Imagine if Fanny Hill was a fairytale? An Almond for a Parrot has sex, romance, prostitution for sure, but it has an even greater portion of ghosts, visions, mystery and magic. It has plenty to say – about hypocrisy, female sexuality and the importance of feeling secure. I cannot recommend this magical book enough!
If you know anything about 18th century England, you know that the Georgians have a certain reputation for bawdiness. Under their white wigs and fine manners, they had a taste, it is said, for sensational literature about the love and sex lives of others. Did they read it in order to shake their heads in sadness over the sinfulness of the world? Not always the 18th century was also a time in which sex became celebrated. In erotic novels of that time and so-called whores’ memoirs, such as Fanny Hill, women were often presented wanton and seeking a life of outside polite society. Really these accounts were written by men for men’s gratification. The heroine of An Almond for the Parrot, Tully, is different. Yes, she becomes a prostitute. Yes, she lives in the 18th century. Yes, she she is has a sex drive. But she wants to live her life on her own terms! And her story is written from a woman’s perspective. She says from the very beginning that she does not want to comply with her contemporary narratives. This character defies not only the 18th century narrative of female sexuality, but also our own in some ways. We, 21th century people, still are quick to brand a women who sleep around as a “slut”, but seem to give a pass on men who do the exact same thing.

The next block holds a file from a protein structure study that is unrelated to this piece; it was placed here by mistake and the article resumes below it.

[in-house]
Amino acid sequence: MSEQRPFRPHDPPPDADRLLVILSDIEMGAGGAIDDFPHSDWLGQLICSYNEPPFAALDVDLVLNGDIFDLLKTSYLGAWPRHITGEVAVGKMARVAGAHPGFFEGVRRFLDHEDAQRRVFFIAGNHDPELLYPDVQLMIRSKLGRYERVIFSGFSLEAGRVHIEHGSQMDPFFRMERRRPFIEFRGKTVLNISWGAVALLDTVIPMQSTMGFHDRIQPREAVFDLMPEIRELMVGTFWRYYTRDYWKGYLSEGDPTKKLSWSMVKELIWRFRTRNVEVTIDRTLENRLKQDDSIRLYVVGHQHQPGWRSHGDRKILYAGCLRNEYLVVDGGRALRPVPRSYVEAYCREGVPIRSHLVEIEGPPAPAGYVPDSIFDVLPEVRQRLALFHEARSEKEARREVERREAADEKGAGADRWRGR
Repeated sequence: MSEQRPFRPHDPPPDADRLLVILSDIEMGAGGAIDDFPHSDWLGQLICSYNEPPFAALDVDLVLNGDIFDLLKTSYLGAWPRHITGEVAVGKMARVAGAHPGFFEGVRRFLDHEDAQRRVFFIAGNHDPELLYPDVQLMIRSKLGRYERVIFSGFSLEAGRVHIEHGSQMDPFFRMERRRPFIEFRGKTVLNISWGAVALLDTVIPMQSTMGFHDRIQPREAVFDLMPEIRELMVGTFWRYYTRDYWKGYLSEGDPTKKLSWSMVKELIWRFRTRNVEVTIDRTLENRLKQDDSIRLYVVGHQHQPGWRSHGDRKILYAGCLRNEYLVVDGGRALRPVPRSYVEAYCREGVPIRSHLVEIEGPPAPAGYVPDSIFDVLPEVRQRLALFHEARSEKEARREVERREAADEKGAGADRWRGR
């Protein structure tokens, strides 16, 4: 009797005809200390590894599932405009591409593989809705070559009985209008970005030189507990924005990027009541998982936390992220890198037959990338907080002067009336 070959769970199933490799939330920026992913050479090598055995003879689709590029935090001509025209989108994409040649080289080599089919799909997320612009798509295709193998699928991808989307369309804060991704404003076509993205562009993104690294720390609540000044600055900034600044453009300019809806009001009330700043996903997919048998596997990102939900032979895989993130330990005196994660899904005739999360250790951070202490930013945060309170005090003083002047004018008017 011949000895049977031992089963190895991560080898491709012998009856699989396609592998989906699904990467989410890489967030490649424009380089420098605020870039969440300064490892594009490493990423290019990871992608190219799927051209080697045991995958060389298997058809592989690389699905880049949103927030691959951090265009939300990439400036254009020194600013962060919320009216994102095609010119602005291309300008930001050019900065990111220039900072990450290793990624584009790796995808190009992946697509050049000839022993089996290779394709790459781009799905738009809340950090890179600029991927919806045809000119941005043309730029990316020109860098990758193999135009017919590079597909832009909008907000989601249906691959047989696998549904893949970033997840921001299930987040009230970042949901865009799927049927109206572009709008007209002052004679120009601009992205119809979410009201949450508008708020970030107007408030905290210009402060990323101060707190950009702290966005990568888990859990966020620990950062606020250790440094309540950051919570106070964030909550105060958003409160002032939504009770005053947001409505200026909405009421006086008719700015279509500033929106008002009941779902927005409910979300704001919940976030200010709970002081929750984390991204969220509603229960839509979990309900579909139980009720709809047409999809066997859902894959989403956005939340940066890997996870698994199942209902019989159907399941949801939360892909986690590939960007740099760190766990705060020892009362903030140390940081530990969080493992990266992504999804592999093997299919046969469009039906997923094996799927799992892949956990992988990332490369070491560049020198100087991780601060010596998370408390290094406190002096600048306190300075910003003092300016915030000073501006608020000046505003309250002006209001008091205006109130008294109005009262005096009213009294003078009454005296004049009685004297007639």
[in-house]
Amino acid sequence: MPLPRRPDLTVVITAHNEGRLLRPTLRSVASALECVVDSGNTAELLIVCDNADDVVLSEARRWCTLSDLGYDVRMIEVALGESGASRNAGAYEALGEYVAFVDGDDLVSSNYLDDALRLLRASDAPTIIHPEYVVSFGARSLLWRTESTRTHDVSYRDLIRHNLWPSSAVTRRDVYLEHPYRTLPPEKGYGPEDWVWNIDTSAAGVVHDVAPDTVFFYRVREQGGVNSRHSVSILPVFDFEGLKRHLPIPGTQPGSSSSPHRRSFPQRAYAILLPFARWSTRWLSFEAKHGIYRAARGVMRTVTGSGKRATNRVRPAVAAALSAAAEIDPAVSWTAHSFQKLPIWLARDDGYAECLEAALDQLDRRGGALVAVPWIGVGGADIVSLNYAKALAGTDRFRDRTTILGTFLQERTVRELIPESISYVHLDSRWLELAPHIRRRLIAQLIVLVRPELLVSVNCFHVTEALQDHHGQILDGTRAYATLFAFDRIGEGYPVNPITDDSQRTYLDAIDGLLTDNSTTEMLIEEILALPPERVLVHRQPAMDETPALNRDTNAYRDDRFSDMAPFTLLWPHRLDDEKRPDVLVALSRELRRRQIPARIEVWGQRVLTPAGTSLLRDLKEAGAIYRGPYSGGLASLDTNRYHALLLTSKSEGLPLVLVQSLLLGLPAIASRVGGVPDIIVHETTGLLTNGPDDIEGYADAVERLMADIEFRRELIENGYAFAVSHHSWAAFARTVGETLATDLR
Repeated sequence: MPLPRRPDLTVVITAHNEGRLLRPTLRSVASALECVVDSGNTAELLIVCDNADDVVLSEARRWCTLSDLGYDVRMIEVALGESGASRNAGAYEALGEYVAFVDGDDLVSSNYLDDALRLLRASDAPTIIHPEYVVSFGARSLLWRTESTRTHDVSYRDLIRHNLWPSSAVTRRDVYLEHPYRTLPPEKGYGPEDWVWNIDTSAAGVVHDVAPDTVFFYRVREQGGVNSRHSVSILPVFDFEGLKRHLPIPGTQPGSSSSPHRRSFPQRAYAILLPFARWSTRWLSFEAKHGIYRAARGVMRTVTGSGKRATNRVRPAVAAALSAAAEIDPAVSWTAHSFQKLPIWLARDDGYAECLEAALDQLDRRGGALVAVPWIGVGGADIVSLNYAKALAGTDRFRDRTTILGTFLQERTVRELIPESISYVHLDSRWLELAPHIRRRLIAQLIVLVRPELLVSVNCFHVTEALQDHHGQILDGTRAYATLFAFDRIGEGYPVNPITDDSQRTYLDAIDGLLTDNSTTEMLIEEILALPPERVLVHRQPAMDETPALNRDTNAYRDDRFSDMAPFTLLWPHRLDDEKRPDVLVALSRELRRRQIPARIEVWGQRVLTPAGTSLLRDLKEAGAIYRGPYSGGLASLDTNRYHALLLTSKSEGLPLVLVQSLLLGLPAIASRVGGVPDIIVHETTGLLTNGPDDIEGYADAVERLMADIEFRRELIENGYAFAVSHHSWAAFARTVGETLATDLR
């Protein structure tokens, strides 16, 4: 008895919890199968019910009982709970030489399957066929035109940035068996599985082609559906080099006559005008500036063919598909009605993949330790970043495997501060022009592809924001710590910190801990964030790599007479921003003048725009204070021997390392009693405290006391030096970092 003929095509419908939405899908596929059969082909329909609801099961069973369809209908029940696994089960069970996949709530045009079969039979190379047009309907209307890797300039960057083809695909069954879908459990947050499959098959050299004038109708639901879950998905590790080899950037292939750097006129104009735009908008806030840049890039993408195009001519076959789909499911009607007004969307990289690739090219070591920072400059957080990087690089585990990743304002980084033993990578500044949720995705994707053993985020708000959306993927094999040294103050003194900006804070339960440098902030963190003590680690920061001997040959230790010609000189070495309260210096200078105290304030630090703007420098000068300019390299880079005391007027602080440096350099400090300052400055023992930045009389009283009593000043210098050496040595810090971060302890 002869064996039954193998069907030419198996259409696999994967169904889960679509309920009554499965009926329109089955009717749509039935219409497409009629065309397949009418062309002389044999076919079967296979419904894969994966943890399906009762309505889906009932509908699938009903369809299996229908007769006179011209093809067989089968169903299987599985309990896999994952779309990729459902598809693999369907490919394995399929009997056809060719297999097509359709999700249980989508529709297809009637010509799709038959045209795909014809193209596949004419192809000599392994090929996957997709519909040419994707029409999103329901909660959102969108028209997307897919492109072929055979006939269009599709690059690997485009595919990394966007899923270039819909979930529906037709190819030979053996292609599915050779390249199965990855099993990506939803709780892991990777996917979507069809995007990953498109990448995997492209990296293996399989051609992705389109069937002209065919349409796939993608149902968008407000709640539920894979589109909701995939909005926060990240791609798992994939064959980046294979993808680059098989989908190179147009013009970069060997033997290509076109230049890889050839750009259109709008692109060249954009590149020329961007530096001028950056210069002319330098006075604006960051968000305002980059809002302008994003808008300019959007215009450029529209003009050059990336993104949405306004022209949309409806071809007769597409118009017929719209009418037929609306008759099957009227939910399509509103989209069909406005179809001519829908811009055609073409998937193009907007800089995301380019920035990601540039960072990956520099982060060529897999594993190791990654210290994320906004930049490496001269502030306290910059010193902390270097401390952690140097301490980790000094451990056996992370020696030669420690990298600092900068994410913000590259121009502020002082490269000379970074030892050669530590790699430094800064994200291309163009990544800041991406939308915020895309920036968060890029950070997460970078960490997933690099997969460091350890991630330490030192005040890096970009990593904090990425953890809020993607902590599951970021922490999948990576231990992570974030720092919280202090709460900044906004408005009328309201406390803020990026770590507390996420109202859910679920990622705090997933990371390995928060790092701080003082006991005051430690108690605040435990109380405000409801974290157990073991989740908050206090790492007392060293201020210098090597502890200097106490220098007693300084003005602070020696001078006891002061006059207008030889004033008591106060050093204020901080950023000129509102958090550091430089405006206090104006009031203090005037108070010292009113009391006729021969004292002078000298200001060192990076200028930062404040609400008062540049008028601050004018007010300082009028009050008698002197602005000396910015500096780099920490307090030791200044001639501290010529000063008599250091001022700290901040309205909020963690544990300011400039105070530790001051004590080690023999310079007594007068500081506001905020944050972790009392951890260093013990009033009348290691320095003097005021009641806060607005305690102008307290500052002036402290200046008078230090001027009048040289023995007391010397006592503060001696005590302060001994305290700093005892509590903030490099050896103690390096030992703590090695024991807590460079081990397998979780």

“Perhaps I should portray myself as an innocent victim lead astray. But alas, sir, I would be lying, (…) Let me tell you my truth as seen through the two green eyes, not just the one eye that is always blinkered in favor of its owner.”
The novel opens with Tully in jail, awaiting trail for murder. Who she has murdered and why, we are not told. But our heroine has decided to write down an account of her life. Tully starts of her life with loosing her mother at birth and grows up in the kitchen’s of her father’s house, cared for by the cook. Mr. Truegood, a man who seems to be in a state of inebriation by default, neglects his daughter in every possible way; her emotional welfare, her education, he could not care less about her. He even marries her away to a masked stranger for money when she is twelve! Tully does not see the bridegroom after the wedding, nor is her strange married explained to her. She remains in her fathers house, isolated and longing for a day she might be in charge of her won destiny. But uneducated does not mean that she is not clever. She is! And it turns out she has the ability to see and communicate with spirits others cannot see. Like a dead dog and a mysterious boy in a grandfather clock.
When her father remarries Tully worries that her new stepmother and stepsisters will be the cruel step-relations of the fairytales. Luckily for her, she could not have been more wrong. Her elegant and wealthy new stepmother, Queenie, and sisters, Hope and Mercy, quickly become very fond of Tully. Queenie arrange tutors for her, Hope begins teaching her to dress in more than servant’s cloths and Mercy takes Tully’s virginity. All seems to be right with the world!